To allow the user to program proprietary algorithms, the DS2790 contains three types of memory: programming memory, data EEPROM, and data RAM. The memory is arranged in a Harvard architecture, with separate address spaces for program and data memory. The 16kB of programming memory consists of 8kB of password-protected EEPROM and 8kB of ROM. The inclusion of EEPROM allows the devices to be reprogrammed, which simplifies and reduces the cost of development and field upgrades. The ROM contains routines that allow reprogramming over the I2C interface, SHA-1 authentication, and support for in-circuit debugging. The data EEPROM consists of 128 bytes, and is available for storing important data such as charge parameters, cell characteristics, and manufacturing data that should remain unaffected by severe battery depletion, accidental shorts, or ESD events. The data RAM is 512 bytes, and is used for temporary data storage.

The DS2790 also provides precise current, accumulated current, voltage, and temperature measurements. The 12-bit-plus-sign current measurements are an average of 128 individual current samples. The current measurements are internally summed to produce the accumulated current with accuracy within +/-2% of full-scale measurement, +/-4 microvolts over a range of +/-64mV. Using a 15 milliohm sense resistor, this current accuracy translates to within +/-2% of full scale, +/-267 microamps over a 4.2A range. Standby currents are measured with an accuracy of +/-195 microamps. The DS2790 measures voltage as a 10-bit-plus-sign value over a 0 to 4.75V range with a resolution of 4.8mV. An on-chip temperature sensor measures the temperature of the battery and reports the results as a 10-bit-plus-sign value with a resolution of 0.125 degrees Celsius. All measured data and any password-protected reprogramming of the EEPROM memory can be communicated to the host through the DS2790's I2C communication interface.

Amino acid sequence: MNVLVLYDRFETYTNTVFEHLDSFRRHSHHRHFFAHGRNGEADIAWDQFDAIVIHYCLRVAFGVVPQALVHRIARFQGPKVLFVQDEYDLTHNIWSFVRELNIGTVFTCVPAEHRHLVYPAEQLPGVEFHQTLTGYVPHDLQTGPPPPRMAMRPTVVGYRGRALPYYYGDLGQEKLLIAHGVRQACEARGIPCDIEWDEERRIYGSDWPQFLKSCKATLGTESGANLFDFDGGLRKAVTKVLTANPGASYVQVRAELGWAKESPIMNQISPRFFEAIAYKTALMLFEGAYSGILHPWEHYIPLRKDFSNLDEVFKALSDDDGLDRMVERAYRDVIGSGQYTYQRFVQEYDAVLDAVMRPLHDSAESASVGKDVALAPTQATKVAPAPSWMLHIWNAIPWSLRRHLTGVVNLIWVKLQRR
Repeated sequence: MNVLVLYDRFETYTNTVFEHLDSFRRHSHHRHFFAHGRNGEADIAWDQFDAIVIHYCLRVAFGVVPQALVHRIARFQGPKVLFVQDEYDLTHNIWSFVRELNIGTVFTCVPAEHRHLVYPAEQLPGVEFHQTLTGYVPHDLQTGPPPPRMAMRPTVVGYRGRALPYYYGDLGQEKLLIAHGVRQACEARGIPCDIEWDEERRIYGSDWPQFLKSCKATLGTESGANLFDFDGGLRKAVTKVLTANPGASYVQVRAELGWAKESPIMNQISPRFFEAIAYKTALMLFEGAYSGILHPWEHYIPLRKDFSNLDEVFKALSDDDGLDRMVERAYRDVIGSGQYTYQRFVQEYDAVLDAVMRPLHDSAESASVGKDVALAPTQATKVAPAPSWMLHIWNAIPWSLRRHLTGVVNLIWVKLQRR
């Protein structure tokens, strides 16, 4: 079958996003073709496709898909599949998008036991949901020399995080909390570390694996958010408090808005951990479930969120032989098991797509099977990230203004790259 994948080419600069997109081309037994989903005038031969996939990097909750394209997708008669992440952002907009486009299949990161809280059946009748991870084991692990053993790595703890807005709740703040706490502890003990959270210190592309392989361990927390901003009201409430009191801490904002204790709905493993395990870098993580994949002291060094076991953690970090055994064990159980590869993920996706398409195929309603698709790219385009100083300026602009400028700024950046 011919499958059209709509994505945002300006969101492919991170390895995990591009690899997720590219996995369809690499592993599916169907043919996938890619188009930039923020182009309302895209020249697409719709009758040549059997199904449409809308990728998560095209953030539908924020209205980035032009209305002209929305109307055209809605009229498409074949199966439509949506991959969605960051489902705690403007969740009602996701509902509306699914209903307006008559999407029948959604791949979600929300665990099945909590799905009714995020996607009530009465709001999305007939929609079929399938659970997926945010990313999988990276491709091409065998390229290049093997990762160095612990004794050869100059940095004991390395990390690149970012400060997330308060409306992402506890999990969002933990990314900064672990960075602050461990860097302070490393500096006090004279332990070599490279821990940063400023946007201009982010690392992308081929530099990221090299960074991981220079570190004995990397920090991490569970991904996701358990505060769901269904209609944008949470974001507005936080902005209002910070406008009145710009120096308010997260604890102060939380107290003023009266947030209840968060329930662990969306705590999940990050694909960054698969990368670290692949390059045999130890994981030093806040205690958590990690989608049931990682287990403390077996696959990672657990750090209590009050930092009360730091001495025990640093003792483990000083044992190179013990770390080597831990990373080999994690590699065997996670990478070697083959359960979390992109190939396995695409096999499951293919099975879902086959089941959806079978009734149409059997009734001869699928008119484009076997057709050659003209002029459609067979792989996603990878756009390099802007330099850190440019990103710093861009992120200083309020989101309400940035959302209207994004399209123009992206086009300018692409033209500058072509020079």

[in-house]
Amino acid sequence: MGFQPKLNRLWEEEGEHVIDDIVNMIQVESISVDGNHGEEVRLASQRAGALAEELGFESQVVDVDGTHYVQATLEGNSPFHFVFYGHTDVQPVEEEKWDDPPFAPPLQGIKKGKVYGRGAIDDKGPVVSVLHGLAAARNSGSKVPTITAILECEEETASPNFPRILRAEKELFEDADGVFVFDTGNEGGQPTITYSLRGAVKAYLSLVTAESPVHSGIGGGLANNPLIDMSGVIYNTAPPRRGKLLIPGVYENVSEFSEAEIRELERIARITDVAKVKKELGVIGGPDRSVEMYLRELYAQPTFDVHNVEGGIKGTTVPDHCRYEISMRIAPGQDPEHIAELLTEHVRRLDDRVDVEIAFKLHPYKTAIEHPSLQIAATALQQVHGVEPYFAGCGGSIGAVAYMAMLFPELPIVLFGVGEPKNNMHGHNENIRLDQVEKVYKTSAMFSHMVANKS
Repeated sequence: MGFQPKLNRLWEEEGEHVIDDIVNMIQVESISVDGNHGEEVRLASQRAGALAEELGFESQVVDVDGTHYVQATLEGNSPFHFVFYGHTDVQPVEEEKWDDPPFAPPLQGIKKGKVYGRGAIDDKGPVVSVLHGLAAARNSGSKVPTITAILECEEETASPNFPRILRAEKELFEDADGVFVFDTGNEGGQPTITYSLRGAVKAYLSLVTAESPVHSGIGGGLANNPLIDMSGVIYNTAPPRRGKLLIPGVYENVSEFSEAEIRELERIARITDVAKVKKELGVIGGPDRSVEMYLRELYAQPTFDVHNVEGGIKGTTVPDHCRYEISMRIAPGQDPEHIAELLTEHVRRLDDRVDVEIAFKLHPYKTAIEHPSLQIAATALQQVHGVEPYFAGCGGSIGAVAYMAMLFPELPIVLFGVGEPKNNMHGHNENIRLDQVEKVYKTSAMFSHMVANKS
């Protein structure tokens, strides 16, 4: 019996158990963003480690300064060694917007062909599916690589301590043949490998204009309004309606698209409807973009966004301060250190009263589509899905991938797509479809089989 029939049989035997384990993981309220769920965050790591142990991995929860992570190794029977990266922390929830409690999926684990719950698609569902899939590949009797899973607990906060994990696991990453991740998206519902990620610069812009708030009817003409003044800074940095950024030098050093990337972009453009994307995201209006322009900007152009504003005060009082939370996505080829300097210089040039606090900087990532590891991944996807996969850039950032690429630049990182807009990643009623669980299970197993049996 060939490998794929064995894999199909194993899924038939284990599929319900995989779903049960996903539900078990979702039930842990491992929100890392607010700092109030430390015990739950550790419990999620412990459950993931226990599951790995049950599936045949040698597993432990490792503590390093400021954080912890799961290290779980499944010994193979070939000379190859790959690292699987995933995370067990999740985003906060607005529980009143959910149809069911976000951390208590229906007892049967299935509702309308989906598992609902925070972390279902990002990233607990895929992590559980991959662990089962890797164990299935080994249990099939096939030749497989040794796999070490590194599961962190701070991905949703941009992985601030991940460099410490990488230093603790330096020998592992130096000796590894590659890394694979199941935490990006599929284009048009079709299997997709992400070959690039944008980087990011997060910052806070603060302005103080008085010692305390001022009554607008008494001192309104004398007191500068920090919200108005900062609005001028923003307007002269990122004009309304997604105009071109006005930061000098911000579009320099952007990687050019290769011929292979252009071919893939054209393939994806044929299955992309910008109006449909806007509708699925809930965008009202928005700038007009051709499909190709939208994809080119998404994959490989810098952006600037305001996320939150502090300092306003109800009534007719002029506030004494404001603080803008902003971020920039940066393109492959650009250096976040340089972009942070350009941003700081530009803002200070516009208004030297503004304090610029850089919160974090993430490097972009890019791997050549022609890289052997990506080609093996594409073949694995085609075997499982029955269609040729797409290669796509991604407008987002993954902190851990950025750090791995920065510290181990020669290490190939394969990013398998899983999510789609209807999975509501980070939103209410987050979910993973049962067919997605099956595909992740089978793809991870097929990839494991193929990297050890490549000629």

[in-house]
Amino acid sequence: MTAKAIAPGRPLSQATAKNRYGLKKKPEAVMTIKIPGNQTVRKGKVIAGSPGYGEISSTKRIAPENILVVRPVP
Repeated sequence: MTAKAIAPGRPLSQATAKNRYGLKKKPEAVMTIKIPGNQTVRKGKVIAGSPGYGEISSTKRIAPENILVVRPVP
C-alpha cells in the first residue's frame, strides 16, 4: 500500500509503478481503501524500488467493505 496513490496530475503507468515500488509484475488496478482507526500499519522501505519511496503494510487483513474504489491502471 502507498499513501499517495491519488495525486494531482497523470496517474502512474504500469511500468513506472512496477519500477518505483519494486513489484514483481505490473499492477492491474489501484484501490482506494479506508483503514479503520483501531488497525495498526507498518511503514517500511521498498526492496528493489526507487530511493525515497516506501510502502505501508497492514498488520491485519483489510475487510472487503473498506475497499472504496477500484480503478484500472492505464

A single-cell protector provides even greater performance-to-cost capability. The DS2790's 1-cell Li+ protection circuitry is comprised of an autonomous state machine that provides the overvoltage, undervoltage, and over/underdischarge protection. Safety and reliability are increased because the protection function does not rely on the CPU and, therefore, does not depend on its loading to perform other functions.

Available for Immediate Design

Typical applications for the DS2790 include wireless handsets, high-end PDAs, digital video camcorders, and digital still cameras. The device is available in 28-pin TSSOP and TDFN packages with prices starting at $2.50 (1000-up, FOB USA). For more information please visit

Dallas Semiconductor is a wholly owned subsidiary of Maxim Integrated Products, a leading international supplier of quality analog and mixed-signal products for applications that require real-world signal processing. For more information, go to, call us at 408-737-7600, or write to us at 120 San Gabriel Dr., Sunnyvale, CA 94086.

MAXQ is a registered trademark of Maxim Integrated Products, Inc.